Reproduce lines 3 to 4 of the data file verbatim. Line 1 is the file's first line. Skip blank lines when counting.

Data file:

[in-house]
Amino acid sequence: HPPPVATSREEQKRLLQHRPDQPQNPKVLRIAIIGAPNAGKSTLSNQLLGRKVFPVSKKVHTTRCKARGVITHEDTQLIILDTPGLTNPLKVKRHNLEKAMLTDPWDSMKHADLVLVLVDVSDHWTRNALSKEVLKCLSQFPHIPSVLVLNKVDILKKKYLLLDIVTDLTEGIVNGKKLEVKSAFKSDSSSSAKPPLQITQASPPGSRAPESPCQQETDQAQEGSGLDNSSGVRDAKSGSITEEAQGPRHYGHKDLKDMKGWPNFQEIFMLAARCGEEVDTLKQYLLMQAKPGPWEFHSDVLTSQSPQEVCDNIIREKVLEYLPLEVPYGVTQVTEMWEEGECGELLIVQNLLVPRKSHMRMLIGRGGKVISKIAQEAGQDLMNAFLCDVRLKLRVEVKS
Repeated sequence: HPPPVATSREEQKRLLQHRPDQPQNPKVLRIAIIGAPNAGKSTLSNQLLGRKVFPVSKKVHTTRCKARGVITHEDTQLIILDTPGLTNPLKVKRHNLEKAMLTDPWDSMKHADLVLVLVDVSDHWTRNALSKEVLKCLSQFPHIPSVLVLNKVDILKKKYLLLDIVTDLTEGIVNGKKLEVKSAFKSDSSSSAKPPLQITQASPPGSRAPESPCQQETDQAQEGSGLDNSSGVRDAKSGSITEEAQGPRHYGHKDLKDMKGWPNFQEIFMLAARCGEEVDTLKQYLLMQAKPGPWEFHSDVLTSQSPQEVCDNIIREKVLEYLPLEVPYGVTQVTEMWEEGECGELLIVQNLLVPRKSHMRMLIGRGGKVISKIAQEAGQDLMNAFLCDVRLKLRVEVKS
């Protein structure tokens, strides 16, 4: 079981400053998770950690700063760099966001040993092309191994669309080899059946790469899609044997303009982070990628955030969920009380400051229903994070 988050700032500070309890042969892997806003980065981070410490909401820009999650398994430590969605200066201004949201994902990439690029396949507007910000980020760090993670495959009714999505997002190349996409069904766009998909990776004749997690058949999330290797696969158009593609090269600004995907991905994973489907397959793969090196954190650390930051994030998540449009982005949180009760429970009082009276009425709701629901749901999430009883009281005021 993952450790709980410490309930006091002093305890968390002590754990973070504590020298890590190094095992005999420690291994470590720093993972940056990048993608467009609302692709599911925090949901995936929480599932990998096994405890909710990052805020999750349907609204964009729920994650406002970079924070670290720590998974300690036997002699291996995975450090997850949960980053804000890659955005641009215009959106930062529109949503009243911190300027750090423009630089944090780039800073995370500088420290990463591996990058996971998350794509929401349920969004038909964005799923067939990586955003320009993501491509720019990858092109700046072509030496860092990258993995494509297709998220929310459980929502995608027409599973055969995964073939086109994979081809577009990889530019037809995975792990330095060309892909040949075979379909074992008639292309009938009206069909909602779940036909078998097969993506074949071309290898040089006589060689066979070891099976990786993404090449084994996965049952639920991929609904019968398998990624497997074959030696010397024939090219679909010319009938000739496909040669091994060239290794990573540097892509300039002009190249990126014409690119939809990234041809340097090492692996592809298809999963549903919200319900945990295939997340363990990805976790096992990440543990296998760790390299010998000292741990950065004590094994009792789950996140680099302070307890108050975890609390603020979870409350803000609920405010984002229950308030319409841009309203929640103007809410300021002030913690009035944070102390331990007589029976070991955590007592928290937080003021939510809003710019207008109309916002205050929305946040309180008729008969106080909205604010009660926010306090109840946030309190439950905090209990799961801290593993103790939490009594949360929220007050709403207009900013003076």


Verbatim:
Repeated sequence: HPPPVATSREEQKRLLQHRPDQPQNPKVLRIAIIGAPNAGKSTLSNQLLGRKVFPVSKKVHTTRCKARGVITHEDTQLIILDTPGLTNPLKVKRHNLEKAMLTDPWDSMKHADLVLVLVDVSDHWTRNALSKEVLKCLSQFPHIPSVLVLNKVDILKKKYLLLDIVTDLTEGIVNGKKLEVKSAFKSDSSSSAKPPLQITQASPPGSRAPESPCQQETDQAQEGSGLDNSSGVRDAKSGSITEEAQGPRHYGHKDLKDMKGWPNFQEIFMLAARCGEEVDTLKQYLLMQAKPGPWEFHSDVLTSQSPQEVCDNIIREKVLEYLPLEVPYGVTQVTEMWEEGECGELLIVQNLLVPRKSHMRMLIGRGGKVISKIAQEAGQDLMNAFLCDVRLKLRVEVKS
């Protein structure tokens, strides 16, 4: 079981400053998770950690700063760099966001040993092309191994669309080899059946790469899609044997303009982070990628955030969920009380400051229903994070 988050700032500070309890042969892997806003980065981070410490909401820009999650398994430590969605200066201004949201994902990439690029396949507007910000980020760090993670495959009714999505997002190349996409069904766009998909990776004749997690058949999330290797696969158009593609090269600004995907991905994973489907397959793969090196954190650390930051994030998540449009982005949180009760429970009082009276009425709701629901749901999430009883009281005021 993952450790709980410490309930006091002093305890968390002590754990973070504590020298890590190094095992005999420690291994470590720093993972940056990048993608467009609302692709599911925090949901995936929480599932990998096994405890909710990052805020999750349907609204964009729920994650406002970079924070670290720590998974300690036997002699291996995975450090997850949960980053804000890659955005641009215009959106930062529109949503009243911190300027750090423009630089944090780039800073995370500088420290990463591996990058996971998350794509929401349920969004038909964005799923067939990586955003320009993501491509720019990858092109700046072509030496860092990258993995494509297709998220929310459980929502995608027409599973055969995964073939086109994979081809577009990889530019037809995975792990330095060309892909040949075979379909074992008639292309009938009206069909909602779940036909078998097969993506074949071309290898040089006589060689066979070891099976990786993404090449084994996965049952639920991929609904019968398998990624497997074959030696010397024939090219679909010319009938000739496909040669091994060239290794990573540097892509300039002009190249990126014409690119939809990234041809340097090492692996592809298809999963549903919200319900945990295939997340363990990805976790096992990440543990296998760790390299010998000292741990950065004590094994009792789950996140680099302070307890108050975890609390603020979870409350803000609920405010984002229950308030319409841009309203929640103007809410300021002030913690009035944070102390331990007589029976070991955590007592928290937080003021939510809003710019207008109309916002205050929305946040309180008729008969106080909205604010009660926010306090109840946030309190439950905090209990799961801290593993103790939490009594949360929220007050709403207009900013003076």